Even with higher gas prices in Europe, those numbers make the commercial viability questionable.
Industry representatives contend that only economies of scale much more drilling will bring costs down. Yet that wont happen without definite proof of available reserves, while available reserves cant be proved without more drilling a vicious circle.
Definitely hopes and expectations a year ago were much higher than today, says Cezary Filipowicz, a former vice president at PKN Orlen, the biggest oil refiner in Poland, and currently the business development manager of United Oilfield Services, a new service company that has raised $150 million for state-of-the-art equipment, including seismic trucks, a fracturing fleet, and one drilling rig.
Im not sure what will happen next year and how many wells will be drilled, Filipowicz said. If there are again a dozen or so and we use 10 percent of our capacity, it doesnt make sense in the long term. Nobody would risk investment in equipment without a market for services.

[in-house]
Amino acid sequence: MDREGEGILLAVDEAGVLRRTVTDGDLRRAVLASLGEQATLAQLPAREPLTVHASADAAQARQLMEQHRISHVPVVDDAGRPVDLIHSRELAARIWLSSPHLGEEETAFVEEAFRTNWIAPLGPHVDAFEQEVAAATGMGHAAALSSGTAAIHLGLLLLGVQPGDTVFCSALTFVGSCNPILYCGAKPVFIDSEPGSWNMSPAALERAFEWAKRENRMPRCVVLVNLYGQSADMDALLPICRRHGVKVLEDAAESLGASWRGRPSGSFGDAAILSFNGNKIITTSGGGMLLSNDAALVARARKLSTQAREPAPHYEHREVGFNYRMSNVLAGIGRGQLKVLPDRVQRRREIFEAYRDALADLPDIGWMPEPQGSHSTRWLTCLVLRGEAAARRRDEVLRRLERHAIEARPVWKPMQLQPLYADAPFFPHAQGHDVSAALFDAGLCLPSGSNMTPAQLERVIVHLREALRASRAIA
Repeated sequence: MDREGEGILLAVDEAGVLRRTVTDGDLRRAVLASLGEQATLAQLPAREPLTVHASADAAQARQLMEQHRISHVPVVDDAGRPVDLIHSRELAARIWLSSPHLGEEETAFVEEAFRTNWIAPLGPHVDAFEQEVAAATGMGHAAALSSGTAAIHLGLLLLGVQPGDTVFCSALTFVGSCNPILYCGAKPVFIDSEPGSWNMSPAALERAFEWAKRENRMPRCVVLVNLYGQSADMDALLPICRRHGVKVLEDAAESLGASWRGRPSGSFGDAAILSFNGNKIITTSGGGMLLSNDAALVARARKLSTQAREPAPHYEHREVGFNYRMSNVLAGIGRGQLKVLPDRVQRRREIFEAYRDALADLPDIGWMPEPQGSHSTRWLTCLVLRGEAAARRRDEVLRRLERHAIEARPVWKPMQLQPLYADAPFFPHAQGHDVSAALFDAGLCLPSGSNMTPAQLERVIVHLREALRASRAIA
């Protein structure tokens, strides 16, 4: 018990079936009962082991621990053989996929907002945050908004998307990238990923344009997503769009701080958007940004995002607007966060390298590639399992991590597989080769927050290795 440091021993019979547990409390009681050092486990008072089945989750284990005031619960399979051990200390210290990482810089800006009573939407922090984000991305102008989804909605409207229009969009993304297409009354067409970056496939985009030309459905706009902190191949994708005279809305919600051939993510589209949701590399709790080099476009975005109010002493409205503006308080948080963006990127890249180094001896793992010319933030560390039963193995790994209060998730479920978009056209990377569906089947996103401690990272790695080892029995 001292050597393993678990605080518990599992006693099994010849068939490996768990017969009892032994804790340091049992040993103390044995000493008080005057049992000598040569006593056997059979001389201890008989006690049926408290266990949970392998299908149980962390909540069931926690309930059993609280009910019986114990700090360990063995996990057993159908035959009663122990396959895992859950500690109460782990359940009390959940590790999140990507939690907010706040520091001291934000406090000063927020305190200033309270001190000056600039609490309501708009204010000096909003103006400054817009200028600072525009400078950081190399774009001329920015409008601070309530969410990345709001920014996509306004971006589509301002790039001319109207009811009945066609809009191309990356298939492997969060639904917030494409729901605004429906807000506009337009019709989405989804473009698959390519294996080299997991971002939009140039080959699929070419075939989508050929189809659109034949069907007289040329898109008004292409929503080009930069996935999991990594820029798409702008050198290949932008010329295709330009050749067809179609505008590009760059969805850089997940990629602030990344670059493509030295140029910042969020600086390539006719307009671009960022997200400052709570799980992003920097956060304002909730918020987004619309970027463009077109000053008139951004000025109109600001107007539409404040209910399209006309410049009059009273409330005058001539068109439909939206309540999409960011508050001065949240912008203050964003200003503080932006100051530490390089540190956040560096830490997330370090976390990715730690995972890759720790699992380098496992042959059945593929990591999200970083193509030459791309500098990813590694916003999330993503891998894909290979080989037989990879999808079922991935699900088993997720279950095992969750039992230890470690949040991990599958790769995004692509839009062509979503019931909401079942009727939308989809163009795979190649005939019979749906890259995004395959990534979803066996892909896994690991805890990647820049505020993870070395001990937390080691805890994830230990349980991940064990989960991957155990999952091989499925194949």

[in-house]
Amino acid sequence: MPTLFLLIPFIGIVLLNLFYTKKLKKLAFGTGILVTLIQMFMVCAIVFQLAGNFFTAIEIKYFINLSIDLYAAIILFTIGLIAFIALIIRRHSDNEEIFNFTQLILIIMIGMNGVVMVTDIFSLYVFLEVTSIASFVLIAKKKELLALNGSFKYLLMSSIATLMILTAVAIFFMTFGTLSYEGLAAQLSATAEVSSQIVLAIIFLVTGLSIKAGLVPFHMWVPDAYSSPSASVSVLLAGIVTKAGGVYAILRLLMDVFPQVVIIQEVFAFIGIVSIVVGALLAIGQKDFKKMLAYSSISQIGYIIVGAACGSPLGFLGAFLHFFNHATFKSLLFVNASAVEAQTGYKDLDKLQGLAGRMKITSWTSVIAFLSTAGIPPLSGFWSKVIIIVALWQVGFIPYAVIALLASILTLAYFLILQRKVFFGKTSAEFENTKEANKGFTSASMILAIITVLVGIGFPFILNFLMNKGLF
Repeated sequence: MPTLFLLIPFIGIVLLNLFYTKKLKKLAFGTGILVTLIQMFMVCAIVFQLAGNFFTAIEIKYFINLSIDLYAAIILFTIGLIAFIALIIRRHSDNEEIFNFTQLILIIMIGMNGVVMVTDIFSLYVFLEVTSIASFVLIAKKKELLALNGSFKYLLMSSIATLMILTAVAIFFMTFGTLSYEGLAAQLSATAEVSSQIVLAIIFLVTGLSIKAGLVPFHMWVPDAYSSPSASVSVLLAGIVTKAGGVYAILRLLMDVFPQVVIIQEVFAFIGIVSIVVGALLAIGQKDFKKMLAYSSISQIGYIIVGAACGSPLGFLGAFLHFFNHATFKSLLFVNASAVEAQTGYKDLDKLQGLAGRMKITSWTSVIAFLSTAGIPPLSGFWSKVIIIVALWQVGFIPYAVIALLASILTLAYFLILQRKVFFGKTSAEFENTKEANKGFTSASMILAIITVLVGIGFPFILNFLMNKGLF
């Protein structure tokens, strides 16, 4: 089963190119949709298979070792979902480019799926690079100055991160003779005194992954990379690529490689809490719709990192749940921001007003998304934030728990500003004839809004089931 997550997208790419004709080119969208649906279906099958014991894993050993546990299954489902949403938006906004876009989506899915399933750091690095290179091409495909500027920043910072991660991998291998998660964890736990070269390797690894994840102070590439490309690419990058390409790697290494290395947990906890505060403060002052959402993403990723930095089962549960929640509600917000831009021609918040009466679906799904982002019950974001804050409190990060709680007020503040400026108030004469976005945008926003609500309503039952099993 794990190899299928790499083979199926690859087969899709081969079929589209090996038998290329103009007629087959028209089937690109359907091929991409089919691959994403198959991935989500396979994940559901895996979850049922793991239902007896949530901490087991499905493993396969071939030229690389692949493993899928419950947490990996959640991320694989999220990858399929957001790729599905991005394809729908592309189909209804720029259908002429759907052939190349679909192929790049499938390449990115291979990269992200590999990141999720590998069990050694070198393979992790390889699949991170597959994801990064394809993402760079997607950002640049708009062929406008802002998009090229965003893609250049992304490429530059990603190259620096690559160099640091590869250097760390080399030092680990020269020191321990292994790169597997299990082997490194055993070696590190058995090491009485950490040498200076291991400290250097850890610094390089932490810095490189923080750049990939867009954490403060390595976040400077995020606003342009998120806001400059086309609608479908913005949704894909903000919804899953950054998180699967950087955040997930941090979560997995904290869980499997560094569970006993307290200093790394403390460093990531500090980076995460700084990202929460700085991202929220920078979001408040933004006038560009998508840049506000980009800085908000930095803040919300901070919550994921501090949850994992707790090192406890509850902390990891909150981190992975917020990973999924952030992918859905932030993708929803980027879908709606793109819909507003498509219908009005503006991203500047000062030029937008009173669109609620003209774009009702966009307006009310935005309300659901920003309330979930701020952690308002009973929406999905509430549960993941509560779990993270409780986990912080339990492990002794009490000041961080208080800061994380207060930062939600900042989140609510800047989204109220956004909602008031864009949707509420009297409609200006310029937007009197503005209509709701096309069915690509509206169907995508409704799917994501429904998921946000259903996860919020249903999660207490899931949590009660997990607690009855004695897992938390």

Tomasz Chmal, an energy analyst with the Sobieski Institute, a Polish think tank, urges patience. Its too early to judge. Let the business people decide, not politicians, he said. The price of the technology is going down. It may not be economic this year or next year, but it might be economic in the years to come.
That possibility faces another hurdle: The government has made plans to introduce a new hydrocarbon law that would give the state a minority stake in each concession and would, reportedly, raise taxes to around 40 percent of gross profits.
The idea, according to Wozniak, the countrys chief geologist, is to have legislation comparable to that in Norway, Denmark and the Netherlands.
Private operators contend that any comparisons to Norway and Denmark, major producers of conventional gas, are unwarranted, as shale gas resources in Poland are still a matter of speculation, and investment is much riskier.
We havent even proved if theres a commercial hydrocarbon industry beyond what has already been found and the government is already talking about that theyre the North Sea and theyre going to have all this production and theyre going to raise taxes, says Buggenhagen of San Leon Energy. People are just going to leave.